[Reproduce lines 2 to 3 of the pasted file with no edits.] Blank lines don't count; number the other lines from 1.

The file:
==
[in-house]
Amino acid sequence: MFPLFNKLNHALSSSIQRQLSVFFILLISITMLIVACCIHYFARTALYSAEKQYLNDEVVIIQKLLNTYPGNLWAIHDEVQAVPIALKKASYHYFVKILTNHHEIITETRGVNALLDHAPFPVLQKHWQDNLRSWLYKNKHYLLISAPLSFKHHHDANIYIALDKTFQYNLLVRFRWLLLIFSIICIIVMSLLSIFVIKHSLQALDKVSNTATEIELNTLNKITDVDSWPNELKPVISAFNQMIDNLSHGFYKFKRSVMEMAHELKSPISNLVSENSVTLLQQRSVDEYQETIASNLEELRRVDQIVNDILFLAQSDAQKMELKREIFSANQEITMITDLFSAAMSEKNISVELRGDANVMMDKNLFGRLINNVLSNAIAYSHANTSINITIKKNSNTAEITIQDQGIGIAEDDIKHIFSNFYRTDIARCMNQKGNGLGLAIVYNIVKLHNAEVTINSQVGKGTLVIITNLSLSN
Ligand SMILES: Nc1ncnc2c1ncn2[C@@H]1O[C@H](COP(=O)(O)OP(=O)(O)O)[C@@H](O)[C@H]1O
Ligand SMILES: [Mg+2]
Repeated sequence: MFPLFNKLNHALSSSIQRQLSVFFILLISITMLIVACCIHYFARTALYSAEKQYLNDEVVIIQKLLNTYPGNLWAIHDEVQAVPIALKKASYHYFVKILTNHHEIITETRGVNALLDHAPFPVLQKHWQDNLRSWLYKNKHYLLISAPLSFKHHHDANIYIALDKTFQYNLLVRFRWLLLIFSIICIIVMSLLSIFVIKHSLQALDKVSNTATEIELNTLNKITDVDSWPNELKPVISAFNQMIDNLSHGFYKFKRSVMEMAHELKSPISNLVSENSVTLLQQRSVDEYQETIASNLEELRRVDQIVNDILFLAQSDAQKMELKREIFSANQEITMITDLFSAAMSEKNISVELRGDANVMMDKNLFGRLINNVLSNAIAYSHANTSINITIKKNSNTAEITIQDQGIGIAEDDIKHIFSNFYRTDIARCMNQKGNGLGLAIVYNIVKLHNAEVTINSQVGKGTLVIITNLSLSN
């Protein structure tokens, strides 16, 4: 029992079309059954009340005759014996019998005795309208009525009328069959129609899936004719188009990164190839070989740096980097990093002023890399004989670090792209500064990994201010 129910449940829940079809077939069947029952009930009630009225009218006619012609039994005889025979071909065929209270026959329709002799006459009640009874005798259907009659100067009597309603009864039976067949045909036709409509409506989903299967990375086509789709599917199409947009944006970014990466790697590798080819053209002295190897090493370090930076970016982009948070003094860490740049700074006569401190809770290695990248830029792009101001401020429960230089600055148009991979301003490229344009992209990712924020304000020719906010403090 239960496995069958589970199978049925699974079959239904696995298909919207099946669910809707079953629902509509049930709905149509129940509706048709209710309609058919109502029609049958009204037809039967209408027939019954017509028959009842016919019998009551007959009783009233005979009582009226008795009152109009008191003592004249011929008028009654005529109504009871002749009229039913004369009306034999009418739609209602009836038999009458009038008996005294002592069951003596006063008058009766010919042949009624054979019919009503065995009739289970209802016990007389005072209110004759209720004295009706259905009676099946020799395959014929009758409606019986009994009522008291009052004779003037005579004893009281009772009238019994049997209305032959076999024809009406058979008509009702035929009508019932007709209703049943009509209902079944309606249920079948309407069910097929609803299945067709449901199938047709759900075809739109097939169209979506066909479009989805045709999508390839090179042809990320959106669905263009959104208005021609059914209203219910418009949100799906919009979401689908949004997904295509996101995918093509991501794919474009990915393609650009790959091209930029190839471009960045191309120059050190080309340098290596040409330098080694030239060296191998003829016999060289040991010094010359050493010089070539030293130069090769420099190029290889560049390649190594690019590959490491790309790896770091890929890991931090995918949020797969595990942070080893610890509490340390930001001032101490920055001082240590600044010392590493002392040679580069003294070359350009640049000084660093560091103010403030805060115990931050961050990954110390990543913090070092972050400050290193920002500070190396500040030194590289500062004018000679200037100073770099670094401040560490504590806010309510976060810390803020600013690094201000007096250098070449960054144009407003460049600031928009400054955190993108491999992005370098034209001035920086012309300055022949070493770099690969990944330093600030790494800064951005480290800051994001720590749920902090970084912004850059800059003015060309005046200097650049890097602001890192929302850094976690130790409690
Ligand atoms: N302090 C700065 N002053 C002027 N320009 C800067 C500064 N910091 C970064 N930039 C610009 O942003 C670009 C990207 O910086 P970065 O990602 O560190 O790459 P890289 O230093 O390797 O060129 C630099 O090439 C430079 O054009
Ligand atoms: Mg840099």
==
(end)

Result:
Amino acid sequence: MFPLFNKLNHALSSSIQRQLSVFFILLISITMLIVACCIHYFARTALYSAEKQYLNDEVVIIQKLLNTYPGNLWAIHDEVQAVPIALKKASYHYFVKILTNHHEIITETRGVNALLDHAPFPVLQKHWQDNLRSWLYKNKHYLLISAPLSFKHHHDANIYIALDKTFQYNLLVRFRWLLLIFSIICIIVMSLLSIFVIKHSLQALDKVSNTATEIELNTLNKITDVDSWPNELKPVISAFNQMIDNLSHGFYKFKRSVMEMAHELKSPISNLVSENSVTLLQQRSVDEYQETIASNLEELRRVDQIVNDILFLAQSDAQKMELKREIFSANQEITMITDLFSAAMSEKNISVELRGDANVMMDKNLFGRLINNVLSNAIAYSHANTSINITIKKNSNTAEITIQDQGIGIAEDDIKHIFSNFYRTDIARCMNQKGNGLGLAIVYNIVKLHNAEVTINSQVGKGTLVIITNLSLSN
Ligand SMILES: Nc1ncnc2c1ncn2[C@@H]1O[C@H](COP(=O)(O)OP(=O)(O)O)[C@@H](O)[C@H]1O